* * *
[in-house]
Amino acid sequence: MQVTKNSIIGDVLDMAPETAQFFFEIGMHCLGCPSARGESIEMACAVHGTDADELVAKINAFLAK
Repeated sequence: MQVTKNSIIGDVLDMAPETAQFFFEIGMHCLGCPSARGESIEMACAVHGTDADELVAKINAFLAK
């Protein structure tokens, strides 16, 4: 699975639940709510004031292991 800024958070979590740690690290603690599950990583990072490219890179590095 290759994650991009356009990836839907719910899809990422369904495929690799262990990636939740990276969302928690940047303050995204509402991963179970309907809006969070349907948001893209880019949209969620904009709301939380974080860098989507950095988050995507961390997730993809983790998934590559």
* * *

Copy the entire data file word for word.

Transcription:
[in-house]
Amino acid sequence: MQVTKNSIIGDVLDMAPETAQFFFEIGMHCLGCPSARGESIEMACAVHGTDADELVAKINAFLAK
Repeated sequence: MQVTKNSIIGDVLDMAPETAQFFFEIGMHCLGCPSARGESIEMACAVHGTDADELVAKINAFLAK
């Protein structure tokens, strides 16, 4: 699975639940709510004031292991 800024958070979590740690690290603690599950990583990072490219890179590095 290759994650991009356009990836839907719910899809990422369904495929690799262990990636939740990276969302928690940047303050995204509402991963179970309907809006969070349907948001893209880019949209969620904009709301939380974080860098989507950095988050995507961390997730993809983790998934590559």